And on the twenty-first day of Roger Clemens’ second federal perjury trial, we heard about the “booty shot.”
As Stewart M. Powell and Regina Garcia Cano of the Houston Chronicle reported, that’s the phrase former Clemens associate Brian McNamee used in response to federal prosecutor Daniel Butler’s questions.
More damningly, McNamee added that Clemens, who at the time played for the Toronto Blue Jays, laid out all the necessary tools—ampule, syringe, alcohol and cotton swab—in the bathroom of his Toronto apartment. As Powell and Garcio Cano wrote:
“Roger pulled down his pants, exposed his right buttock cheek to me,” McNamee recounted. Clemens flexed his muscles and then relaxed, he said.
“I’m ready,” Clemens said, according to McNamee’s testimony.
Clemens double checked with McNamee to make sure there were no air bubbles in the syringe.
“I injected him — I plunged the fluid into his buttock,” McNamee recalled.
McNamee, who claims the drugs were provided by Clemens, said his own attitude towards the whole thing was “Don’t ask, don’t tell.”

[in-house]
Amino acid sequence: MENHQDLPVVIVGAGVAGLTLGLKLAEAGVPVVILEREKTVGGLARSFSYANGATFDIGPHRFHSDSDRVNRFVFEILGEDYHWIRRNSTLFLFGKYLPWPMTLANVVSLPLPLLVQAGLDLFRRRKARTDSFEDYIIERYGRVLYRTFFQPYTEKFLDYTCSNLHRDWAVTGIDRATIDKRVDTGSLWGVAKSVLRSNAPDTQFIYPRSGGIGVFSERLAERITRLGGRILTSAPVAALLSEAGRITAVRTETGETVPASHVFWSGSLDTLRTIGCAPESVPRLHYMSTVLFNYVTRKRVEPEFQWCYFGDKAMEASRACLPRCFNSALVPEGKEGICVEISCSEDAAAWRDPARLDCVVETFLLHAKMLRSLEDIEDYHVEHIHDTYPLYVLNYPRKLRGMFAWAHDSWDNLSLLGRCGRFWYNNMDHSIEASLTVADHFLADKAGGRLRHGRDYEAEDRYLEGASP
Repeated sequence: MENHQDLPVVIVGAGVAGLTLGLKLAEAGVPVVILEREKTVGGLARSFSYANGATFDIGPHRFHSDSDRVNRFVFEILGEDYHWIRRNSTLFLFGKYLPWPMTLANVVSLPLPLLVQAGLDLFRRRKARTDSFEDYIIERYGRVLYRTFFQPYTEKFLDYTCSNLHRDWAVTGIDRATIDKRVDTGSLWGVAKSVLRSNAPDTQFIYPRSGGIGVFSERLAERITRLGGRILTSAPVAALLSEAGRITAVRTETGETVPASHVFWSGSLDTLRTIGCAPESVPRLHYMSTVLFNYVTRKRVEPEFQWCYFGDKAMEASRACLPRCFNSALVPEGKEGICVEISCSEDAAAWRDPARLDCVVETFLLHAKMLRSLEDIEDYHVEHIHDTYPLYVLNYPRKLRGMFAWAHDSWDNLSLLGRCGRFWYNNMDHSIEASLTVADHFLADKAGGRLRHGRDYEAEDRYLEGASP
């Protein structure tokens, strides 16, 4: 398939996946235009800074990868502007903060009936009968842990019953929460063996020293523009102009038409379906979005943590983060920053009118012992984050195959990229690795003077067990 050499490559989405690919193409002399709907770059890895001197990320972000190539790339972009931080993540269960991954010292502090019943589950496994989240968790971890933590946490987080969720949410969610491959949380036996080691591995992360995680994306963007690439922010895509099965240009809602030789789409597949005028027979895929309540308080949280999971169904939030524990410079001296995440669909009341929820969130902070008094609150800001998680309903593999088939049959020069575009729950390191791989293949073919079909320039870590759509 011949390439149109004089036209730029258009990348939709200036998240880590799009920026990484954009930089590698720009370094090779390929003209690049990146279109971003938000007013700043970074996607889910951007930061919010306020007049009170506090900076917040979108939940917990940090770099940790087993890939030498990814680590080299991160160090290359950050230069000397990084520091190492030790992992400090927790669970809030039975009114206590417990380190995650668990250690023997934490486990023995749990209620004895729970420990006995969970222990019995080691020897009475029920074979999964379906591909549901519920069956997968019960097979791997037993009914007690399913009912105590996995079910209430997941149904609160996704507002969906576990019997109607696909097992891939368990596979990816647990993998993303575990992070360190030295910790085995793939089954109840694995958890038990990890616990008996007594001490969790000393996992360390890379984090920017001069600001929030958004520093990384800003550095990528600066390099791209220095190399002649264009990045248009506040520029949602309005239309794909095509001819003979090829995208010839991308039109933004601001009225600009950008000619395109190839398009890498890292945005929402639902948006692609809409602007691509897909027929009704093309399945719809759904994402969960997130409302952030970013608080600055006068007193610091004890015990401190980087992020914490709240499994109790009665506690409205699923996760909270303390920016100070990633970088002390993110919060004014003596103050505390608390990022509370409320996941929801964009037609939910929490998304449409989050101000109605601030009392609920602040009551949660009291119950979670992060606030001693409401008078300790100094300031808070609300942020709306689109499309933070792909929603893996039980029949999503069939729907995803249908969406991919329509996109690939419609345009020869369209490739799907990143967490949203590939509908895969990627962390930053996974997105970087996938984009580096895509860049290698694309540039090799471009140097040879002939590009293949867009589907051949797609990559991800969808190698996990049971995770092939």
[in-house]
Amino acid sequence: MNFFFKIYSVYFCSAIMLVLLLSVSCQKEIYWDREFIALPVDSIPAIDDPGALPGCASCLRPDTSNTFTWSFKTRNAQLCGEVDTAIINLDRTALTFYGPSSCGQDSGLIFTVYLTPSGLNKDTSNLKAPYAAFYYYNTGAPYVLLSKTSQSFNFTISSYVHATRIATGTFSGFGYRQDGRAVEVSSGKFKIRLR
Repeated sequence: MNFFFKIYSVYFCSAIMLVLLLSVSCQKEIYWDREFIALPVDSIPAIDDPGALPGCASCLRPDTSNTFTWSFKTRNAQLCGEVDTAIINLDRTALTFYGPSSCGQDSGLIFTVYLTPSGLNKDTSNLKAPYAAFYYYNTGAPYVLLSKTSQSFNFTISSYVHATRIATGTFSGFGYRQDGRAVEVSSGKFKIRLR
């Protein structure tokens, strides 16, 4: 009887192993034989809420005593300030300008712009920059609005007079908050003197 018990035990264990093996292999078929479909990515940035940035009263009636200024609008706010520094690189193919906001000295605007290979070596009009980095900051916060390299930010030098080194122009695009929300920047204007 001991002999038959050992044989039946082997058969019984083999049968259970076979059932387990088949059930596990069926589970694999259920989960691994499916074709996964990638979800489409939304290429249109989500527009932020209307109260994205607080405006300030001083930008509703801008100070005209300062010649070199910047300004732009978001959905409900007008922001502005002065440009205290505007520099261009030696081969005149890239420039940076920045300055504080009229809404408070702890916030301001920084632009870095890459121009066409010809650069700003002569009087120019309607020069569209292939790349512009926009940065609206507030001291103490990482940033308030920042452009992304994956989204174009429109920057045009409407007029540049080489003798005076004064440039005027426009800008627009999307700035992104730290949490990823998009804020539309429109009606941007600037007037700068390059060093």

As Garcia Cano reminded in another story from the trial, “Clemens has said he always believed the injections he received from McNamee contained Vitamin B-12 and lidocaine.”
The New York Daily News’ Teri Thompson, Christian Red, and Nathaniel Vinton couldn’t help but play off of McNamee’s wording and the furtive nature of the Clemens-McNamee relationship, writing that “it was a booty call Brian McNamee will never forget.”
And even the Washington Post‘s version of the Associated Press’ story said the relationship “had the hallmarks of an illicit affair — except their secret was steroids.”
“Roger would ask me, ‘What are you doing? Are you available tonight?’ I knew exactly what he was talking about,” McNamee is quoted as saying in that account.
McNamee will be back on the stand tomorrow, when, as the Daily News team noted, “Butler is expected to ask him about medical waste McNamee turned over to investigators in 2008, claiming he saved it after injecting Clemens in 2001.”
Earlier on Monday, Clemens’s defense attorney Rusty Hardin said, in regards to that material, “we have always contended that Brian McNamee intended to blackmail Roger Clemens.” But Judge Reggie Walton rejected that as speculation.
And in news that was overshadowed by McNamee’s headline-making, Walton also ruled that Andy Pettite’s “50-50” testimony from May 2 would remain admissible.
Reporters covering the trial, including Lester Munson of ESPN, believed Walton to be sympathetic to the defense’s attempt to get Pettite’s testimony tossed. But as Munson wrote, prosecutors filed a fifteen-page brief on the issue that was ultimately persuasive.